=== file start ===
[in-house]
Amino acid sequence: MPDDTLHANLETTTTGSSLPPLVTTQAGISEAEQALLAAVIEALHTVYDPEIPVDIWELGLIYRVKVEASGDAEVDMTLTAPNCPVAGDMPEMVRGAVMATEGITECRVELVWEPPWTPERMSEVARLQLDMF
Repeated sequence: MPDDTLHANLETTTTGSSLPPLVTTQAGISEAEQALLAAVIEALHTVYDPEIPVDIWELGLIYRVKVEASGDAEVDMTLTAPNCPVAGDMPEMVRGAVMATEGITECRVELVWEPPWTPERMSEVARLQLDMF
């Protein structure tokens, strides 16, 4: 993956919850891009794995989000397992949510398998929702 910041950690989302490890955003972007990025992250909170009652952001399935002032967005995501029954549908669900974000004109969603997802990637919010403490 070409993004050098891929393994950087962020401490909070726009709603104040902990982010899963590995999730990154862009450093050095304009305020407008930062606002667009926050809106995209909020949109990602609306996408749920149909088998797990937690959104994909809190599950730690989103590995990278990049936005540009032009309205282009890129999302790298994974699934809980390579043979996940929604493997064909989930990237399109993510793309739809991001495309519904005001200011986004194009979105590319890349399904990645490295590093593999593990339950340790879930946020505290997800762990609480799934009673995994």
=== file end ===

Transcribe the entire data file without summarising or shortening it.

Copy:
[in-house]
Amino acid sequence: MPDDTLHANLETTTTGSSLPPLVTTQAGISEAEQALLAAVIEALHTVYDPEIPVDIWELGLIYRVKVEASGDAEVDMTLTAPNCPVAGDMPEMVRGAVMATEGITECRVELVWEPPWTPERMSEVARLQLDMF
Repeated sequence: MPDDTLHANLETTTTGSSLPPLVTTQAGISEAEQALLAAVIEALHTVYDPEIPVDIWELGLIYRVKVEASGDAEVDMTLTAPNCPVAGDMPEMVRGAVMATEGITECRVELVWEPPWTPERMSEVARLQLDMF
């Protein structure tokens, strides 16, 4: 993956919850891009794995989000397992949510398998929702 910041950690989302490890955003972007990025992250909170009652952001399935002032967005995501029954549908669900974000004109969603997802990637919010403490 070409993004050098891929393994950087962020401490909070726009709603104040902990982010899963590995999730990154862009450093050095304009305020407008930062606002667009926050809106995209909020949109990602609306996408749920149909088998797990937690959104994909809190599950730690989103590995990278990049936005540009032009309205282009890129999302790298994974699934809980390579043979996940929604493997064909989930990237399109993510793309739809991001495309519904005001200011986004194009979105590319890349399904990645490295590093593999593990339950340790879930946020505290997800762990609480799934009673995994």